Thursday, June 2, 2011

Ex. 24 Sharpening for Print

Sharpening has been a process I have wrestled with since I first started dabbling with Digital Photography.  My early cameras were typically 3-5MP (my first was VGA! -1024x780 = 0.8MP) and had pretty basic optics.  At the time the images were still considered very good and a big improvement of film based point and shoot, however, sharpness left a lot to be desired.  As a result I found myself doing two things to the images, first applying an overwhelming amount of contrast and secondly over sharpening.  This created punchy, but not terribly refined images.

As time has passed I have backed away from this stance, looking for a more refined finish to images. Two things have helped in this process, the first is the improvement in workflow tools, with much better control over sharpening, in my case I use Lightroom and find the sharpening tool more than sufficient for my needs.  Secondly my cameras and particularly optics have improved.  My latest DSLR, the 21MP Canon 5D Mark II coupled with a high quality prime lens produces images that are pretty much Pixel sharp out of the camera.  Of course this requires careful control at shooting to avoid Dof blurring or diffraction, caused by too low or too high an aperture.  However, the result is that I use far less sharpening in my final output, placing greater reliance on careful management of contrast and colour to emphasize detail in images.

Sharpening, does have a use, in particular when preparing images for web.  In this case I frequently use the sharpening option in the Export dialog of Lightroom.  This is not necessarily the most accurate, however, for large numbers of images where I am not attempting to achieve the ultimate quality I find it more than adequate.  As the text suggests, the degree and refinement of sharpening depends on where the image is headed, for Flickr defaults are fine, for an A3+ print headed for the gallery wall I would be far more circumspect.

The subject also influence sharpening, a portrait needs far greater care and management of the process to avoid adding graininess to the skin when trying to sharpen hair detail. An underwater image of a spiny creature is completely different and can have a far greater application of sharpening, indeed it probably needs it.  Water softens images.

Turning to this exercise, as suggested I have selected a portrait as the target for the sharpening:

This image combines hair detail, eye detail, skin and large amounts of negative space, hopefully a good candidate for the tests.   The image was captured using a 135mm prime lens set at f/8 and using studio lighting.

First of all I have imported the image into Lightroom and applied a number of contrast and colour adjustments.  I have then made 4 virtual copies of the image and applied differing degrees of sharpening.  As with most advanced editing tools Lightroom offers many parameters to the sharpening process, creating a 4-dimensional space of possible options.

To keep things things simple I have left all settings at the default and simply used the "Amount" slider to change the degree of sharpening, setting it to 0, 50, 100, and 150, spanning the full range of adjustment.  When sharpening an image for final output I would also adjust the Noise Reduction and masking to avoid graininess in the image.  As such this is a very simple approach to sharpening, but should serve to illustrate the different impact of sharpening settings.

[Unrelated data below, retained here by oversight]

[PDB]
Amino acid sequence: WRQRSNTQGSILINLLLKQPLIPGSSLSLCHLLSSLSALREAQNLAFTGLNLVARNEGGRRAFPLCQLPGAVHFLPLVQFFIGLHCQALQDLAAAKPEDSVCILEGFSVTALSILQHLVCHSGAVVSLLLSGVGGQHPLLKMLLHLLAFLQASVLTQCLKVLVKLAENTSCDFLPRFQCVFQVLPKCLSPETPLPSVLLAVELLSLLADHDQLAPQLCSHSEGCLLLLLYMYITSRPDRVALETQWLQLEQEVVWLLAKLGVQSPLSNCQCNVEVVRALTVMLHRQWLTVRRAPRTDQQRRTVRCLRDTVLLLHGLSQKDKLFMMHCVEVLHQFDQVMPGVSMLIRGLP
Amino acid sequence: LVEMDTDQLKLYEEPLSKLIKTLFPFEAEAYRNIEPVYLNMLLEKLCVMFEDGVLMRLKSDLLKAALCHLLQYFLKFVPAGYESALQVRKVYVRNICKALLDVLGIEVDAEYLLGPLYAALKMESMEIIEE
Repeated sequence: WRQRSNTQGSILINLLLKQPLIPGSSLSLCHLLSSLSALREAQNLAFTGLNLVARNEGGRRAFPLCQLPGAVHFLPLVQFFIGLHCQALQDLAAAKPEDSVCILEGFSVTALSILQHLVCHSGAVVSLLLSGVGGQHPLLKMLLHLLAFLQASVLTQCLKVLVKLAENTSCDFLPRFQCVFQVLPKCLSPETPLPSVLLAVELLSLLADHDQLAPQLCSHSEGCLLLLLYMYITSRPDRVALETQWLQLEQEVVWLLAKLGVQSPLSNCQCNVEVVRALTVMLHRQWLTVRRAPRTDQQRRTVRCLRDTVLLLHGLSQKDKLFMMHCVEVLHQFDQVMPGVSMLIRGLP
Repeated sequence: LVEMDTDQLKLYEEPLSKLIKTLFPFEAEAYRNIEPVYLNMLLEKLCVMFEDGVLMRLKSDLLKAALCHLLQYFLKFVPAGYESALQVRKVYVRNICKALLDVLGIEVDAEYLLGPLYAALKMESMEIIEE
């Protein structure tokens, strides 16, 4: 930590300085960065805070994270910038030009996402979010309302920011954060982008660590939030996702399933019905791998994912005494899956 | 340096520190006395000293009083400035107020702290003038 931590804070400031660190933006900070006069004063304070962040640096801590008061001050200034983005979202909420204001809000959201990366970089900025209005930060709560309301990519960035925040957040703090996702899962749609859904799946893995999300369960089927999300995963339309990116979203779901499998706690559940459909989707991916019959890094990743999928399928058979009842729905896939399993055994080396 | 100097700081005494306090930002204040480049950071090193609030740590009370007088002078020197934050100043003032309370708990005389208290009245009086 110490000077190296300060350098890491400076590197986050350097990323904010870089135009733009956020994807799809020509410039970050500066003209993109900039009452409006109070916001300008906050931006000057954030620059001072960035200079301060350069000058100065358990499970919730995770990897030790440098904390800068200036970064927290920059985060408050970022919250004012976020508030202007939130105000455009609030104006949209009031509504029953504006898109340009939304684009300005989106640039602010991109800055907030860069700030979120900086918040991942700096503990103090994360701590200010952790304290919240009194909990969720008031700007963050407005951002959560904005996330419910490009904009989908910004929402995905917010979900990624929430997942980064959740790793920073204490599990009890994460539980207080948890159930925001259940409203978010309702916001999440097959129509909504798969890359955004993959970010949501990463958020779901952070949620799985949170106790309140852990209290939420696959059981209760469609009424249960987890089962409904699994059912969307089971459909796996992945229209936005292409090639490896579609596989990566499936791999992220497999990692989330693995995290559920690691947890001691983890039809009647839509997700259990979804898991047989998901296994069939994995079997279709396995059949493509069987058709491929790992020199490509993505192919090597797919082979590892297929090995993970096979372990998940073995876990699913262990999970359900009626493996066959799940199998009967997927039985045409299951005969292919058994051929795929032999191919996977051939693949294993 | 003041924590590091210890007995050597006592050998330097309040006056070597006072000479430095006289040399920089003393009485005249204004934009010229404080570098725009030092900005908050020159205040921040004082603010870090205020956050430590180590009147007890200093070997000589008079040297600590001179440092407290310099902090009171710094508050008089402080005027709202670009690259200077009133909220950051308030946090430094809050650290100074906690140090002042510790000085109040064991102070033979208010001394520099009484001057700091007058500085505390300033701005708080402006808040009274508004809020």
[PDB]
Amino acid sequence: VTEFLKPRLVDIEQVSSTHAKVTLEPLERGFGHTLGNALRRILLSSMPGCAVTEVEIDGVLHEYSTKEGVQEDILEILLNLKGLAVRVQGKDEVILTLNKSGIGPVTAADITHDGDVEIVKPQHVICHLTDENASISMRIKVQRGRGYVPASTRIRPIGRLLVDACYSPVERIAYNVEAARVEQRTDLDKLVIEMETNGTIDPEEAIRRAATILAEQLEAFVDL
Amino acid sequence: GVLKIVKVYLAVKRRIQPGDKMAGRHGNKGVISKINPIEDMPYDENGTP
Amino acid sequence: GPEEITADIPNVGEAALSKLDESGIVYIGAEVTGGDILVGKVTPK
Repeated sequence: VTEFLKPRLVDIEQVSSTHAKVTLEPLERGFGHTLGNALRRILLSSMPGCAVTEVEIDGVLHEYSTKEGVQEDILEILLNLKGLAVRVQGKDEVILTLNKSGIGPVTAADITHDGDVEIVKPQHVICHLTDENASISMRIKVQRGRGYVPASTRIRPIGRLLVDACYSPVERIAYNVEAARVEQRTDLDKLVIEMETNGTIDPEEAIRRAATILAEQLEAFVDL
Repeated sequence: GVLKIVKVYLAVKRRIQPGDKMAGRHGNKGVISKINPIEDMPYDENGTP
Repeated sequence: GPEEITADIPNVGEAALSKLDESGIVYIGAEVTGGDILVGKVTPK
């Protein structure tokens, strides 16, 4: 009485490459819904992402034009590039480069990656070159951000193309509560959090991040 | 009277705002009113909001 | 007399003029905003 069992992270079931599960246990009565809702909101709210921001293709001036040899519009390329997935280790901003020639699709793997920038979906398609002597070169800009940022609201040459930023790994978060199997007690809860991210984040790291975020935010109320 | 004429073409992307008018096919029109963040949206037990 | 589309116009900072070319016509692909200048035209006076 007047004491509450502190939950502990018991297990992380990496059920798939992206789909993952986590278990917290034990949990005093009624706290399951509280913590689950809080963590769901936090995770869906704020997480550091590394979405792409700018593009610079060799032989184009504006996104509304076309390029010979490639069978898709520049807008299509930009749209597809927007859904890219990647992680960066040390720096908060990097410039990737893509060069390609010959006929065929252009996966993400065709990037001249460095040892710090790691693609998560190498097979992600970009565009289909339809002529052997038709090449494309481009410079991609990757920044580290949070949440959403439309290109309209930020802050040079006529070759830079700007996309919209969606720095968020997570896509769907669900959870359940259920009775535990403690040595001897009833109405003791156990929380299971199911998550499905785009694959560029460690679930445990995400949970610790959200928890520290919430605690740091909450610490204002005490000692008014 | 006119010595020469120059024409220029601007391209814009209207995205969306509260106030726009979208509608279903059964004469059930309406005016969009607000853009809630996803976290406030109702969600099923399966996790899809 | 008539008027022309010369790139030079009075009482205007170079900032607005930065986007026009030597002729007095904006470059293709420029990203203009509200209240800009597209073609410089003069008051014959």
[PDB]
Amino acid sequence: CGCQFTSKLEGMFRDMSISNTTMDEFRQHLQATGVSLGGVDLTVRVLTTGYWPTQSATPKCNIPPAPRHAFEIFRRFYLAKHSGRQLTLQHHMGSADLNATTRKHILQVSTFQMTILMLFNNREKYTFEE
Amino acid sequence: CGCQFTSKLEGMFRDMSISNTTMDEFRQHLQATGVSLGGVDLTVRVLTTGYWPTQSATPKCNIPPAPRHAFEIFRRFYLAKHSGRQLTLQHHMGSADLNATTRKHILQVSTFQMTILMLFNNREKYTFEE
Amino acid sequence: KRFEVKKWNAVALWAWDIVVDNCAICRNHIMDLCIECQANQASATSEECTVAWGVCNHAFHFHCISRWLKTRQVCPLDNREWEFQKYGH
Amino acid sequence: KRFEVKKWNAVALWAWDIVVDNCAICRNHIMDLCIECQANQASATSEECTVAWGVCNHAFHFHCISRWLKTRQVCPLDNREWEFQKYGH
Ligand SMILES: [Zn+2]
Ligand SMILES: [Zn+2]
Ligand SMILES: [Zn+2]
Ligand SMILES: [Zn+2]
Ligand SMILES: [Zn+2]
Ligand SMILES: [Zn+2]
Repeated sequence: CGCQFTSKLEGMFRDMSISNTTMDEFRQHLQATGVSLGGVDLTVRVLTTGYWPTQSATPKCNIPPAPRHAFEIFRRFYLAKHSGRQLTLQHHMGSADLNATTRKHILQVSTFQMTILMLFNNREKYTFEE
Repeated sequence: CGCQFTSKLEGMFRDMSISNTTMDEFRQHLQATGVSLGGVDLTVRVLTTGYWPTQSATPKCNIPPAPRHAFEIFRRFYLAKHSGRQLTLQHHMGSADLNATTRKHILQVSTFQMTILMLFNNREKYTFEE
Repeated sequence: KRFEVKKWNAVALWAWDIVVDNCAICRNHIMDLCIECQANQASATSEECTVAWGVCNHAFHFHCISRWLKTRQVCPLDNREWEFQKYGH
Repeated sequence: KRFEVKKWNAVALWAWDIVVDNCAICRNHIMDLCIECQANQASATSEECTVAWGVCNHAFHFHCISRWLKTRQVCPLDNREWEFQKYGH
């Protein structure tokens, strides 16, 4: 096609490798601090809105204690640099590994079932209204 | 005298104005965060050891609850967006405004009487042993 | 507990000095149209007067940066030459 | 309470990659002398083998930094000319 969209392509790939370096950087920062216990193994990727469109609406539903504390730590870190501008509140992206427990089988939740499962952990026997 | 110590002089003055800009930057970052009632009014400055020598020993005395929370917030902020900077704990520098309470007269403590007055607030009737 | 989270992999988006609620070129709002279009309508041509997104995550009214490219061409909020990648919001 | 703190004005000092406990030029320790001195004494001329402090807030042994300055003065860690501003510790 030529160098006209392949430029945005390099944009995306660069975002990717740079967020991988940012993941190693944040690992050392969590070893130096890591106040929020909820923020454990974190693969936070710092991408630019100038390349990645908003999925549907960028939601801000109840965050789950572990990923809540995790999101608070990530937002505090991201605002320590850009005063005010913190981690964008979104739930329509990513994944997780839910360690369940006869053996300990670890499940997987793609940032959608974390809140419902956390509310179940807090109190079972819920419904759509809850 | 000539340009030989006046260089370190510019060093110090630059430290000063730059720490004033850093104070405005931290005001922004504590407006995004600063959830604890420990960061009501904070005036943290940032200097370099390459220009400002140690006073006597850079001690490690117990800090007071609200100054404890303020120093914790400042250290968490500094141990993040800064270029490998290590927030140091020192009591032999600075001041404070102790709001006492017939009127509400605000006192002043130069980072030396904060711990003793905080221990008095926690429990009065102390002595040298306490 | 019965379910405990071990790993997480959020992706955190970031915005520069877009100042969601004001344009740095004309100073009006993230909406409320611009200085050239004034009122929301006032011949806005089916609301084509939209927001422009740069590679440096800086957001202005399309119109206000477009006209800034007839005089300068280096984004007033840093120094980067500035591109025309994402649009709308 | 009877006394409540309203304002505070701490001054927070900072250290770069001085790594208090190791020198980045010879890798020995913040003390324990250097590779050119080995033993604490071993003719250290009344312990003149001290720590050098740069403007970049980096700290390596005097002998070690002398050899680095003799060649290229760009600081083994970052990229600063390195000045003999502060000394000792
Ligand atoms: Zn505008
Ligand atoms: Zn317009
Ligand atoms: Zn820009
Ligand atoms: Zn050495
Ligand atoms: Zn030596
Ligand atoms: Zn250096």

After adjusting the images in Lightroom, I exported them as 16 bit Tiffs and loafed them into CS4 for printing.  At this stage I enlarged each to 100% and took screen grabs of the area around the eyes to allow a comparison of the impact on the screen:





The unsharpened image is visibly softer than the image with 50 set as the amount of sharpening.  At 100 the sharpening is starting to become too strong and is creating too much texture in skin, at 150 this effect is quite unpleasant.  Another affect of sharpening beyond 50 is a progressive lightening of the hair as the tool creates greater light-dark contrast.  This was not an expected effect for me, but is logical once I think about it.  It is interesting that the sharpening tool can also impact the contrast and colour of the image, food for thought.

Moving now to printed versions, the first question is what a full size print is.  This ambiguity is not untypical of the text in the course manual, but is not a problem.  I have printed two sets of images, the first a group of 4 prints on a single A4 sheet, so roughly 15x10 cm, and then 4 individual full size A4 prints.  I could have printed up to A3+, but that would have been both expensive and probably pointless.

First of all the print size makes a big difference, the 10x15cm prints exhibit very little difference, without knowing in advance which were sharpened I would struggle to know which is which.  At A4 there is a visible difference in the prints and again I find the lower sharpening setting of 50 to be the most satisfying visually.

What have I learned from this?  First of all the degree of sharpening very much depends on the size of the print, a small 10x15cm print cannot resolve much detail in any case, whilst an A4 print allows much closer inspection, A3 would be even less forgiving. I do not think this is a question of screen versus print, but a question of at what resolving power will the photograph be examined.  Factors outside the photographers control such as from what distance the image will be viewed will affect the apparent sharpness of the image. 

Secondly when working with a portrait the amount of sharpening must be very carefully managed, too much and the skin can lose its smooth quality, however, use of the other sharpening parameters such as Masking can mitigate this, as can use of the noise management tools.

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